Since I started this blog 9 months ago (holy moly, has it been 9 months???), one of my biggest frustrations has been the photography. Prior to blogging, I honestly didn't put too much thought into photos. I took them (randomly and not very consistently), and then sometimes printed them. Done. I never stopped mid project to take step by step photos, or even really cared about the lighting or the composition. Once I started sharing projects though, I started to get really perturbed that I put so much into a project and the photos just weren't doing it justice. I also never thought we lived in a total cave until I tried to start taking decent photos of our rooms. Yes, apparently we live in a super dark house, where decent pictures are nearly impossible.
I was using a Canon Powershot until a couple of months ago. It was a mid-level point and shoot, and while it did take great pictures outside, it just didn't do well inside without a flash. I do still intend to use this camera every once and a while, when I want more than my phone but don't have the room (or extra hands) to carry around the DSLR.
Since I started blogging, I have tried really hard to not spend much money on the blog. I make pennies (if I am lucky) from this blog, so to spend hundreds and hundreds of dollars in the beginning just didn't make sense. I love doing it as a hobby, but it's not a good hobby if it starts costing me money. But, with that said, the one thing that I did think would make a huge difference around here were some better pictures. The camera I had just wasn't cutting it. I also justified that a new camera was more than a blog purchase. After I finished Fin's Year 1 photo book, I took a look at it and just wished that we had nicer, brighter photos of her. So, I took the plunge.
I did my research on DSLR cameras and decided that I would start with something entry level. I read a lot between the difference between Canon and Nikon, but to be honest it was all sort of greek to me. Then one day while Fin and I were reading flyers (she LOVES 'reading' flyers), I saw that Wal-mart was having a huge anniversary sale. The Nikon D3000 was $100 off, making it just under $300. Considering the same model is going on Amazon for around $450, $300 was my kind of price! I went the next day and picked one up (after going to 3 Wal-marts...apparently other people wanted one too!). The only thing that the D3000 doesn't have, that I did sort of want, is the ability to shoot video. I figured that I have an iPad and an iPhone that can shoot video though, so that's good enough for now. It did come as a kit with the 18-55mm lens.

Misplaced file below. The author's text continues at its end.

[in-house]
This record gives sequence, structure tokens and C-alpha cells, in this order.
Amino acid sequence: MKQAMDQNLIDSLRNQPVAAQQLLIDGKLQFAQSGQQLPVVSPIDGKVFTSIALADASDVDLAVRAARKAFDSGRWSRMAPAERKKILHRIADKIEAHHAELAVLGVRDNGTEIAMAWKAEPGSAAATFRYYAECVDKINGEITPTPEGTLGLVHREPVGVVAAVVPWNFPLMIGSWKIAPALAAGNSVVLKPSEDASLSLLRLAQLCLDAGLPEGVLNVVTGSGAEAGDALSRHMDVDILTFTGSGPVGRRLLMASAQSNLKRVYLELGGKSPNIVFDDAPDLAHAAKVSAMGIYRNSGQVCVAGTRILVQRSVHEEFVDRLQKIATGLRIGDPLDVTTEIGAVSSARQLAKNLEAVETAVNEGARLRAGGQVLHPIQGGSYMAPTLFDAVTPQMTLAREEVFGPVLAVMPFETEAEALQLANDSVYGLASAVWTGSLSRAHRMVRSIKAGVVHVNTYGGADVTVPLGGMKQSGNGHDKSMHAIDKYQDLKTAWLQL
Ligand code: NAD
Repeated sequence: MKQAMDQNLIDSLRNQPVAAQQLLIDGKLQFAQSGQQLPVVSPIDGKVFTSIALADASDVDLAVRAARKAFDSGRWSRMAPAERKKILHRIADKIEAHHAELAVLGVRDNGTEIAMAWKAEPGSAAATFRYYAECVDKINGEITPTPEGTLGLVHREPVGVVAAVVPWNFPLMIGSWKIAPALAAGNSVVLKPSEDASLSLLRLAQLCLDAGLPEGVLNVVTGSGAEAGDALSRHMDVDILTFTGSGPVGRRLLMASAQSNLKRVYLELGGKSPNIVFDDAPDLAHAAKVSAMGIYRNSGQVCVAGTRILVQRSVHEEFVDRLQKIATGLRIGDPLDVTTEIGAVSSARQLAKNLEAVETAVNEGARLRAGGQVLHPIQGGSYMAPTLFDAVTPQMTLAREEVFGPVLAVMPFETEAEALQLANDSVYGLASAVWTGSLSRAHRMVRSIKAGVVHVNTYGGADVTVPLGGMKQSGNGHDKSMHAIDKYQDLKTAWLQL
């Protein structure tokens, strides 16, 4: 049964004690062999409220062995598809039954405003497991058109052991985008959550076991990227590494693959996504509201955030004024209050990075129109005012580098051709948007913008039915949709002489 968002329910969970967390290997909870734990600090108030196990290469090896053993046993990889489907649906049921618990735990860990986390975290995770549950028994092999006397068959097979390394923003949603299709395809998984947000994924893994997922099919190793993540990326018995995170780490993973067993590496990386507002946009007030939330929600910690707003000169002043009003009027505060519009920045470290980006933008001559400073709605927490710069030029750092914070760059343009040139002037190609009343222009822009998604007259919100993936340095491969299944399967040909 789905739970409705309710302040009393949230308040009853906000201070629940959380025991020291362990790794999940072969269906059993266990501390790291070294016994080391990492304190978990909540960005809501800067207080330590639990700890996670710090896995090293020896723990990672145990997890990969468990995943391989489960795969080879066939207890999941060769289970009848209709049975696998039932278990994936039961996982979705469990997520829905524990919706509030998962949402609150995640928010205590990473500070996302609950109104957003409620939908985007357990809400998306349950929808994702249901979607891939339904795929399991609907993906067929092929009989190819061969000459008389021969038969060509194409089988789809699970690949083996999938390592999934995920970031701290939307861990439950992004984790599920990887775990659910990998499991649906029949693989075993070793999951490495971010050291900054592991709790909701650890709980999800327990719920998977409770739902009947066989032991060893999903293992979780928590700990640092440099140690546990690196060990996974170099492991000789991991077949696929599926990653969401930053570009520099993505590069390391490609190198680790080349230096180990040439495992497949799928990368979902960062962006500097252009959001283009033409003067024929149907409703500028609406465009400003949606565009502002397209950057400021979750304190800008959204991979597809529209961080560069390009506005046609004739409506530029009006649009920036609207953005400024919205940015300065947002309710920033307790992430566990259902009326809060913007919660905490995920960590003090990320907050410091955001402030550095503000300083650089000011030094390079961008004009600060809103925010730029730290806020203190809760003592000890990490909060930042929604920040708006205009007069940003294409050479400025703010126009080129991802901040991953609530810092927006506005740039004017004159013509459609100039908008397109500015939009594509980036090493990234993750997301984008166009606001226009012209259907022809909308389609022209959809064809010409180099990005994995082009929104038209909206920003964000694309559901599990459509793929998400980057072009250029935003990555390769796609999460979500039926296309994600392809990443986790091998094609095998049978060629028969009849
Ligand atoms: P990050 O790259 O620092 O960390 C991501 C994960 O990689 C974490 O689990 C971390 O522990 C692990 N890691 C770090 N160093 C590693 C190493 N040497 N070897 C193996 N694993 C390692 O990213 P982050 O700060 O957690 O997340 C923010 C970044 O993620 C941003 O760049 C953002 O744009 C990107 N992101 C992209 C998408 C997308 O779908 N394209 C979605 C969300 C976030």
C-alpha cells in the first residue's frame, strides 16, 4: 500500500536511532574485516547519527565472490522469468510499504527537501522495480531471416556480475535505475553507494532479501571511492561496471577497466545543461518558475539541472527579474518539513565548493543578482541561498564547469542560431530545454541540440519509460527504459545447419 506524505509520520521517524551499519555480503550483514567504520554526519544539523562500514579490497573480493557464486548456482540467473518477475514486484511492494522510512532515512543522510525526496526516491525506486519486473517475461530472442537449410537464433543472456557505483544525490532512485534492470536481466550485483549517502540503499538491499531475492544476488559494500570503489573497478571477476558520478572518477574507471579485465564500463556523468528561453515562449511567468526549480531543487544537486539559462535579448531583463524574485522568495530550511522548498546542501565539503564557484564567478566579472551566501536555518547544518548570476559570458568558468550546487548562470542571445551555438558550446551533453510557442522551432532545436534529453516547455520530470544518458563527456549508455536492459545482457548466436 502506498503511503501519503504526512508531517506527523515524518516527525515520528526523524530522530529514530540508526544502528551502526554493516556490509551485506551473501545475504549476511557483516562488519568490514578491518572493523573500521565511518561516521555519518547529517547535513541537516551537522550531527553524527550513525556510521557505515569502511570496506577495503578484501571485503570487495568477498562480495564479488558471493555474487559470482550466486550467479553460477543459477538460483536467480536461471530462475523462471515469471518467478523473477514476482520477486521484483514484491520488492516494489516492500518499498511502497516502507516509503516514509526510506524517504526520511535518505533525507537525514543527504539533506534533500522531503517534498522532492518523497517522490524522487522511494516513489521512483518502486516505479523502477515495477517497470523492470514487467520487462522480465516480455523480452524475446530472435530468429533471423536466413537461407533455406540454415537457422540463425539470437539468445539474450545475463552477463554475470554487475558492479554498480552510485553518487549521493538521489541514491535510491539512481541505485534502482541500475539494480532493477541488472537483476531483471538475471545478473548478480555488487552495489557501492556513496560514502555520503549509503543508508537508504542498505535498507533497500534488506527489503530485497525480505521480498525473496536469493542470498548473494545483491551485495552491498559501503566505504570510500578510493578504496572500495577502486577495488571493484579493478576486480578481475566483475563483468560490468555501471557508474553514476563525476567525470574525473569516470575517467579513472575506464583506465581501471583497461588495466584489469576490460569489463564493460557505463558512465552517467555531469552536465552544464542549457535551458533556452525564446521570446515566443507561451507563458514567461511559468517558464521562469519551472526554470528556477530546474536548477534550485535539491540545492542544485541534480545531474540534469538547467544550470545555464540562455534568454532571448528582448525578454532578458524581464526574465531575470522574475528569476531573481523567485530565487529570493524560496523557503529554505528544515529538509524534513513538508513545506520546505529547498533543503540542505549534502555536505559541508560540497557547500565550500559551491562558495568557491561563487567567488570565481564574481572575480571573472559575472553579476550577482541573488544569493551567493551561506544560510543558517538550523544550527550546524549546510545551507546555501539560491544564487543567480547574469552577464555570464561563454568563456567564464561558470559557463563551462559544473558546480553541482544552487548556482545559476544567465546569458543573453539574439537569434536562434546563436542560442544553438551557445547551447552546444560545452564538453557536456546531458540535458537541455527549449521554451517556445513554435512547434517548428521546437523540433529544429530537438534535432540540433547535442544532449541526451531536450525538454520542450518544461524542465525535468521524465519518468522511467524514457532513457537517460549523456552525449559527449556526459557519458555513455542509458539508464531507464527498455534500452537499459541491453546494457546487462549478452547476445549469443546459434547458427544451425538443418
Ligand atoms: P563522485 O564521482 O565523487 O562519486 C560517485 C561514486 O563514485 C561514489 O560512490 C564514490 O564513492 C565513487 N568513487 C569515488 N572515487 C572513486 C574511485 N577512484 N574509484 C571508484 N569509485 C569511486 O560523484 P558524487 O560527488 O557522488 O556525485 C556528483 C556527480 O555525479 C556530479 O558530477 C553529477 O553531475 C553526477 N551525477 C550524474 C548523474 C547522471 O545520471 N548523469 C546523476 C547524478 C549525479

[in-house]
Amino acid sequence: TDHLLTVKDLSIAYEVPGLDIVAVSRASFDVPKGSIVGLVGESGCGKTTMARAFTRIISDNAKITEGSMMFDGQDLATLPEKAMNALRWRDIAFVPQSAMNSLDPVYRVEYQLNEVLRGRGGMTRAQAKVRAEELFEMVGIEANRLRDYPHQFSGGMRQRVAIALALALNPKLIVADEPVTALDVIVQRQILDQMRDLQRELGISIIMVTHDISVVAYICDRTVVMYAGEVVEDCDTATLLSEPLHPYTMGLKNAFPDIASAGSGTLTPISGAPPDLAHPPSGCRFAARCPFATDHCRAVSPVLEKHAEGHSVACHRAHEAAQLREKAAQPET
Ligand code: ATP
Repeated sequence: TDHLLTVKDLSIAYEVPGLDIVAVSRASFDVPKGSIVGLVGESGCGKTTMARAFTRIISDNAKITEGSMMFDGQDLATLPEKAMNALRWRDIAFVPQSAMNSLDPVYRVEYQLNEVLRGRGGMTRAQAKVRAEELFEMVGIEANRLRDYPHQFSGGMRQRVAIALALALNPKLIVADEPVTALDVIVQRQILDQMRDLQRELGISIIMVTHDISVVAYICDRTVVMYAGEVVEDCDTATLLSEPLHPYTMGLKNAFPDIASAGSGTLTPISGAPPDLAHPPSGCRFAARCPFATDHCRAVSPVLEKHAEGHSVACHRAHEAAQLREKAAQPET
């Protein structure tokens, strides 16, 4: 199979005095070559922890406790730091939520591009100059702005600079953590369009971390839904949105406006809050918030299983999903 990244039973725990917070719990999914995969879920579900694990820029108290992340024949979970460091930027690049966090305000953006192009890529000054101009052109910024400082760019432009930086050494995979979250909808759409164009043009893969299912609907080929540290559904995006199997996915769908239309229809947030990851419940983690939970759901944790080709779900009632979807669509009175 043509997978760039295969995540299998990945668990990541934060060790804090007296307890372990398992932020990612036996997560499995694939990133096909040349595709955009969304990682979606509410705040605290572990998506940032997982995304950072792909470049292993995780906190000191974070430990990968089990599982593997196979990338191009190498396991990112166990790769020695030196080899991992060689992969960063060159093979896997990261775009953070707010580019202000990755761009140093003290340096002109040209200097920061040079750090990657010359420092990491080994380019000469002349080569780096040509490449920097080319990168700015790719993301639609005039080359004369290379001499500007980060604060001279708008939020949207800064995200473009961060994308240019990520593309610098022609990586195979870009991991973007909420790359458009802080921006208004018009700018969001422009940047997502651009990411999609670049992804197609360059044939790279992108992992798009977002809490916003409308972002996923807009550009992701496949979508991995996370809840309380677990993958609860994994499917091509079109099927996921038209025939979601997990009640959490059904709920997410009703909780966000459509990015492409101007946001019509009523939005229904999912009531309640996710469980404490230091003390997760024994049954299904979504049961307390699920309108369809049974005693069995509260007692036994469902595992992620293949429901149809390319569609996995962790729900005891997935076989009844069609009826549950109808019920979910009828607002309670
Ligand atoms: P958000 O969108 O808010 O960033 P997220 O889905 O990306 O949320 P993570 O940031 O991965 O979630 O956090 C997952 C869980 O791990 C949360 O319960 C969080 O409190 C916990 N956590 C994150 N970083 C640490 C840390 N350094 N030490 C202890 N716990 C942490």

Before I even took the camera out of the box, I decided that I wanted to learn it the right way. I wanted to learn how to shoot in manual mode before I even had the chance to get used to automatic mode. That way I wouldn't be tempted to give up learning and just fall back on auto.
I signed up the Photography 101 course through Shoot Fly Shoot (while they were having a 30% off sale - yay!) and watched all of the videos over the weekend. The course was awesome. I highly recommend it if you are wanting to stop using auto mode. It wasn't greek, which made me happy.
I can't say that it's been all rainbows and gum drops. I am really loving all of the learning and the cool things that I can do with the new Nikon, but I do get quite frustrated sometimes when I still can't get the lighting how I want, or I miss something funny that Fin is doing because I am too slow with the settings (or maybe she's too fast - that girl never stops!). But, I can say that I am so much happier with the quality of the photos for the blog. I still have so far to go, but at least now I have the equipment that can help me get there (and once I get a tripod and a 50mm lens I'll really have the equipment ).
Want a little example? Photographing the dip dyed stool I made in the summer was a big challenge for me. The gold dipped legs kept blending with the carpet, and the room was so dark that everything looked grainy. I thought it might be fun to do a little comparison show and tell. Here's almost the same shot with the old camera and the new camera (forgive me that I didn't haul out the knick knacks to style the chair again).
Here's the picture that I took with my point and shoot.
And here's the new camera on auto.
And the new camera on manual mode.
And the last picture edited.
Pretty big difference, right? I am tempted to re-photograph rooms that I've already shown you and switch out the pictures, but that would be a little too anal, so I will resist.
I also should note that I do edit almost every photo that gets posted here. I've tried a few editing programs over the past few months, including PicMonkey, Pixlr, Picnic (when it existed) and Picasa. The easiest program that I find to use though (and the most convenient) is the editor that's built in iPhoto. It allows me to adjust levels and colours, but isn't too complicated. I also export my photos out of iPhoto so that they batch watermark, instead of me having to watermark each one individually (like in PicMonkey). A version of Photoshop is on my wishlist for the future, but right now I am sticking to just learning the camera and not getting too involved in editing (my Mom brain can only handle one thing at a time).
I'll leave you with my favourite picture of Fin that I've captured with the new camera. It truly captures her. She is contstantly exploring and gets so excited with the small things (like the paint peeling off the deck). A good reminder to all of us to still get excited about the small things.